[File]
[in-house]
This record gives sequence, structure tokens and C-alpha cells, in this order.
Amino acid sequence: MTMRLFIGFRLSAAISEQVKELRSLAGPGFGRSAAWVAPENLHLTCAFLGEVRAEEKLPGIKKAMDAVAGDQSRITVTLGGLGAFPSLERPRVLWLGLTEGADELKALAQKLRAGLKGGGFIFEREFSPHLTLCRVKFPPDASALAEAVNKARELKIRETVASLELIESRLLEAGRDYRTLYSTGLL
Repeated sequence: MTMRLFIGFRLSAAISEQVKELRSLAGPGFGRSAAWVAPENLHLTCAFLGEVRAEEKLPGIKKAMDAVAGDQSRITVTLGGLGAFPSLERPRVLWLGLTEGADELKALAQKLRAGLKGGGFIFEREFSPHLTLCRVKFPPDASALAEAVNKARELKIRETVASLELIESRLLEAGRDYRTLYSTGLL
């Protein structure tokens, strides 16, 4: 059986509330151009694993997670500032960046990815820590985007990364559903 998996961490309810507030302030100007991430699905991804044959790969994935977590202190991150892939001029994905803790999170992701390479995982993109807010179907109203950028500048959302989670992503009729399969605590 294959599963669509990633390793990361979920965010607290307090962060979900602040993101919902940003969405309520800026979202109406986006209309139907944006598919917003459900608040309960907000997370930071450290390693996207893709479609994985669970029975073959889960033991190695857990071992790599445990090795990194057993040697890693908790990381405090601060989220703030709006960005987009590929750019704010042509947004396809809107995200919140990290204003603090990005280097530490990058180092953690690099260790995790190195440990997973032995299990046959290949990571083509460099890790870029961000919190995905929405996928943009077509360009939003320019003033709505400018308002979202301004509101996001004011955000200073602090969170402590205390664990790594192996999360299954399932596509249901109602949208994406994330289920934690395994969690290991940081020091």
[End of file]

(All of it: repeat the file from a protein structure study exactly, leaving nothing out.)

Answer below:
[in-house]
This record gives sequence, structure tokens and C-alpha cells, in this order.
Amino acid sequence: MTMRLFIGFRLSAAISEQVKELRSLAGPGFGRSAAWVAPENLHLTCAFLGEVRAEEKLPGIKKAMDAVAGDQSRITVTLGGLGAFPSLERPRVLWLGLTEGADELKALAQKLRAGLKGGGFIFEREFSPHLTLCRVKFPPDASALAEAVNKARELKIRETVASLELIESRLLEAGRDYRTLYSTGLL
Repeated sequence: MTMRLFIGFRLSAAISEQVKELRSLAGPGFGRSAAWVAPENLHLTCAFLGEVRAEEKLPGIKKAMDAVAGDQSRITVTLGGLGAFPSLERPRVLWLGLTEGADELKALAQKLRAGLKGGGFIFEREFSPHLTLCRVKFPPDASALAEAVNKARELKIRETVASLELIESRLLEAGRDYRTLYSTGLL
């Protein structure tokens, strides 16, 4: 059986509330151009694993997670500032960046990815820590985007990364559903 998996961490309810507030302030100007991430699905991804044959790969994935977590202190991150892939001029994905803790999170992701390479995982993109807010179907109203950028500048959302989670992503009729399969605590 294959599963669509990633390793990361979920965010607290307090962060979900602040993101919902940003969405309520800026979202109406986006209309139907944006598919917003459900608040309960907000997370930071450290390693996207893709479609994985669970029975073959889960033991190695857990071992790599445990090795990194057993040697890693908790990381405090601060989220703030709006960005987009590929750019704010042509947004396809809107995200919140990290204003603090990005280097530490990058180092953690690099260790995790190195440990997973032995299990046959290949990571083509460099890790870029961000919190995905929405996928943009077509360009939003320019003033709505400018308002979202301004509101996001004011955000200073602090969170402590205390664990790594192996999360299954399932596509249901109602949208994406994330289920934690395994969690290991940081020091």